B. B. Lal used the same approach with a more conservative assumption of the average reign to estimate a date of 836 BCE, and correlated this with archaeological evidence from Painted Grey Ware sites, the association being strong between PGW artifacts and places mentioned in the epic.
Attempts to date the events using methods of archaeoastronomy have produced, depending on which passages are chosen and how they are interpreted, estimates ranging from the late 4th to the mid-2nd millennium BCE. The late 4th millennium date has a precedent in the calculation of the Kaliyuga epoch, based on planetary conjunctions, by Aryabhata (6th century). His date of February 18 3102 BCE has become widespread in Indian tradition (for example, the Aihole inscription of Pulikeshi II, dated to Saka 556 = 634 CE, claims that 3735 years have elapsed since the Bharata battle. Another traditional school of astronomers and historians, represented by Vriddha-Garga, Varahamihira (author of the Brhatsamhita) and Kalhana (author of the Rajatarangini), place the Bharata war 653 years after the Kaliyuga epoch, corresponding to 2449 BCE.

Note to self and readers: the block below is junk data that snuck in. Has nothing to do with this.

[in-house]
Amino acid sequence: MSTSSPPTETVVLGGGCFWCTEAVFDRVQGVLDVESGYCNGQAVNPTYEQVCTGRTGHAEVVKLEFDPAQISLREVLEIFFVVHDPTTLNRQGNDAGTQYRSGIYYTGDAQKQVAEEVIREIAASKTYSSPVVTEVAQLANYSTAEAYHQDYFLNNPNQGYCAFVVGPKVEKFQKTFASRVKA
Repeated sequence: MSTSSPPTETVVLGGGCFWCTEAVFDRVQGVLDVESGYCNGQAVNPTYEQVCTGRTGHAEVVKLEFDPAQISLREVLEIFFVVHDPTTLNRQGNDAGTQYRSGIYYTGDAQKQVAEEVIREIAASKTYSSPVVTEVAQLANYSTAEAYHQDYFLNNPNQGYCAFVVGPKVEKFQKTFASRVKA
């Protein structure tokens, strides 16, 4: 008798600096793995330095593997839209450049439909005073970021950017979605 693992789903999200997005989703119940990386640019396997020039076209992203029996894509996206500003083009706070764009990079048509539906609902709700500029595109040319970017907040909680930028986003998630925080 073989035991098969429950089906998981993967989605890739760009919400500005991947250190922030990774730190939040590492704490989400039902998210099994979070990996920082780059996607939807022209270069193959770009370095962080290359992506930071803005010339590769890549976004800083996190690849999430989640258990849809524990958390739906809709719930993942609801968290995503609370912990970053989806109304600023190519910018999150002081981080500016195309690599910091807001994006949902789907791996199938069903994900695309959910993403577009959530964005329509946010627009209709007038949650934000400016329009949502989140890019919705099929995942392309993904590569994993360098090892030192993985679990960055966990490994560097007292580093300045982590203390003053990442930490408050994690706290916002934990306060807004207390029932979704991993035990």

In the Bhagavad Gita, Krishna explains to Arjuna his duties as a warrior and prince and elaborates on different Yogic and Vedantic philosophies, with examples and analogies. This has led to the Gita often being described as a concise guide to Hindu philosophy and a practical, self-contained guide to life. In more modern times, Swami Vivekananda, Bal Gangadhar Tilak, Mahatma Gandhi and many others used the text to help inspire the Indian independence movement.
It is vast
Without doubt, there is something for everybody if the seeker is genuine is his approach. Mahabharata is like a mother who gives something to all the children.
Share your thoughts
I would be interested to know your take on this epic and how you feel it has influenced your life. Share your thoughts openly please.